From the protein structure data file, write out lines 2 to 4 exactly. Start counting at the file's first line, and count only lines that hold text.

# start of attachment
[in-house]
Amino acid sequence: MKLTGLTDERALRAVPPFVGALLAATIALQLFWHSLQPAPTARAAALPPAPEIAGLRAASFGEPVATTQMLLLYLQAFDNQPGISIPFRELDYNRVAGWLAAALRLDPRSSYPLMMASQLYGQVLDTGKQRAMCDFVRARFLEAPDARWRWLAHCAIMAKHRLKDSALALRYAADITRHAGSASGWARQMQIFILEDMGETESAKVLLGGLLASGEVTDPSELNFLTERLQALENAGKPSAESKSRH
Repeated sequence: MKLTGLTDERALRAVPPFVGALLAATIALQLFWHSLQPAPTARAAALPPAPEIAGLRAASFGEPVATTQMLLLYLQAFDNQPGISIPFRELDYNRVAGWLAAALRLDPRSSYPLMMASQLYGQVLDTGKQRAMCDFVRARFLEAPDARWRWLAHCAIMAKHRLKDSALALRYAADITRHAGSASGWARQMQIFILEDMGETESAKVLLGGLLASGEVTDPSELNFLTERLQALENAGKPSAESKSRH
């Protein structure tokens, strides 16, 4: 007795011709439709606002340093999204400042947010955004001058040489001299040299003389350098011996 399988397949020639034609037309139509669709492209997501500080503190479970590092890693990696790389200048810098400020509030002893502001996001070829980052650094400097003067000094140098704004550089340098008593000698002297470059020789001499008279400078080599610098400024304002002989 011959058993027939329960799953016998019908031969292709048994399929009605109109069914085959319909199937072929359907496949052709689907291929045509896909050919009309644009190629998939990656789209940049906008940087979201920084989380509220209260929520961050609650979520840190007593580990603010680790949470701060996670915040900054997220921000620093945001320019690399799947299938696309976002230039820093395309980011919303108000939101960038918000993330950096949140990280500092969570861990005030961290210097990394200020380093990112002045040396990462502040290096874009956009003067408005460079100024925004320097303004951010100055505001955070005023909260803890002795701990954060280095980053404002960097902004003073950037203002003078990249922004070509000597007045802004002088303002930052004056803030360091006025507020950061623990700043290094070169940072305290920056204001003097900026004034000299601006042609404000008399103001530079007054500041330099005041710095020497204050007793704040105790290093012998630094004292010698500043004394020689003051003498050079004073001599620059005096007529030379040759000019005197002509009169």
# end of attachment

Amino acid sequence: MKLTGLTDERALRAVPPFVGALLAATIALQLFWHSLQPAPTARAAALPPAPEIAGLRAASFGEPVATTQMLLLYLQAFDNQPGISIPFRELDYNRVAGWLAAALRLDPRSSYPLMMASQLYGQVLDTGKQRAMCDFVRARFLEAPDARWRWLAHCAIMAKHRLKDSALALRYAADITRHAGSASGWARQMQIFILEDMGETESAKVLLGGLLASGEVTDPSELNFLTERLQALENAGKPSAESKSRH
Repeated sequence: MKLTGLTDERALRAVPPFVGALLAATIALQLFWHSLQPAPTARAAALPPAPEIAGLRAASFGEPVATTQMLLLYLQAFDNQPGISIPFRELDYNRVAGWLAAALRLDPRSSYPLMMASQLYGQVLDTGKQRAMCDFVRARFLEAPDARWRWLAHCAIMAKHRLKDSALALRYAADITRHAGSASGWARQMQIFILEDMGETESAKVLLGGLLASGEVTDPSELNFLTERLQALENAGKPSAESKSRH
């Protein structure tokens, strides 16, 4: 007795011709439709606002340093999204400042947010955004001058040489001299040299003389350098011996 399988397949020639034609037309139509669709492209997501500080503190479970590092890693990696790389200048810098400020509030002893502001996001070829980052650094400097003067000094140098704004550089340098008593000698002297470059020789001499008279400078080599610098400024304002002989 011959058993027939329960799953016998019908031969292709048994399929009605109109069914085959319909199937072929359907496949052709689907291929045509896909050919009309644009190629998939990656789209940049906008940087979201920084989380509220209260929520961050609650979520840190007593580990603010680790949470701060996670915040900054997220921000620093945001320019690399799947299938696309976002230039820093395309980011919303108000939101960038918000993330950096949140990280500092969570861990005030961290210097990394200020380093990112002045040396990462502040290096874009956009003067408005460079100024925004320097303004951010100055505001955070005023909260803890002795701990954060280095980053404002960097902004003073950037203002003078990249922004070509000597007045802004002088303002930052004056803030360091006025507020950061623990700043290094070169940072305290920056204001003097900026004034000299601006042609404000008399103001530079007054500041330099005041710095020497204050007793704040105790290093012998630094004292010698500043004394020689003051003498050079004073001599620059005096007529030379040759000019005197002509009169």